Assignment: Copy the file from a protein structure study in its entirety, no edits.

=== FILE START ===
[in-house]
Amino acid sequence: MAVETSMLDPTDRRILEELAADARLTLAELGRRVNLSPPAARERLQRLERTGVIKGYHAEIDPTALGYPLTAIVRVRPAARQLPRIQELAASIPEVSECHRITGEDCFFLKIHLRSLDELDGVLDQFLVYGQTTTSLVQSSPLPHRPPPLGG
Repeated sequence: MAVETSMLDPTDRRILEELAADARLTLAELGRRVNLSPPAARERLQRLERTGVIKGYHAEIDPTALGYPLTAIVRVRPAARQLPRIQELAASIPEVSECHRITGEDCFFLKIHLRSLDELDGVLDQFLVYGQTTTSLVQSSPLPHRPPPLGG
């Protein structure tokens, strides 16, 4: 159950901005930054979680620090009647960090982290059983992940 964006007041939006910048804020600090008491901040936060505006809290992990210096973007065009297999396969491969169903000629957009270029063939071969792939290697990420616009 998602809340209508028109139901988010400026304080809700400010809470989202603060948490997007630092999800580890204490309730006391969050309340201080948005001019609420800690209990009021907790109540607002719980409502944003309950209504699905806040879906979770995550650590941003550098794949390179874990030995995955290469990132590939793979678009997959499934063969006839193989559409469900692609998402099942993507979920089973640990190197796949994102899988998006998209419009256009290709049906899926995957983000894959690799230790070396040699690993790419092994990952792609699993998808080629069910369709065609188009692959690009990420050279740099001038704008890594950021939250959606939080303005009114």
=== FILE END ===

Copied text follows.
[in-house]
Amino acid sequence: MAVETSMLDPTDRRILEELAADARLTLAELGRRVNLSPPAARERLQRLERTGVIKGYHAEIDPTALGYPLTAIVRVRPAARQLPRIQELAASIPEVSECHRITGEDCFFLKIHLRSLDELDGVLDQFLVYGQTTTSLVQSSPLPHRPPPLGG
Repeated sequence: MAVETSMLDPTDRRILEELAADARLTLAELGRRVNLSPPAARERLQRLERTGVIKGYHAEIDPTALGYPLTAIVRVRPAARQLPRIQELAASIPEVSECHRITGEDCFFLKIHLRSLDELDGVLDQFLVYGQTTTSLVQSSPLPHRPPPLGG
């Protein structure tokens, strides 16, 4: 159950901005930054979680620090009647960090982290059983992940 964006007041939006910048804020600090008491901040936060505006809290992990210096973007065009297999396969491969169903000629957009270029063939071969792939290697990420616009 998602809340209508028109139901988010400026304080809700400010809470989202603060948490997007630092999800580890204490309730006391969050309340201080948005001019609420800690209990009021907790109540607002719980409502944003309950209504699905806040879906979770995550650590941003550098794949390179874990030995995955290469990132590939793979678009997959499934063969006839193989559409469900692609998402099942993507979920089973640990190197796949994102899988998006998209419009256009290709049906899926995957983000894959690799230790070396040699690993790419092994990952792609699993998808080629069910369709065609188009692959690009990420050279740099001038704008890594950021939250959606939080303005009114």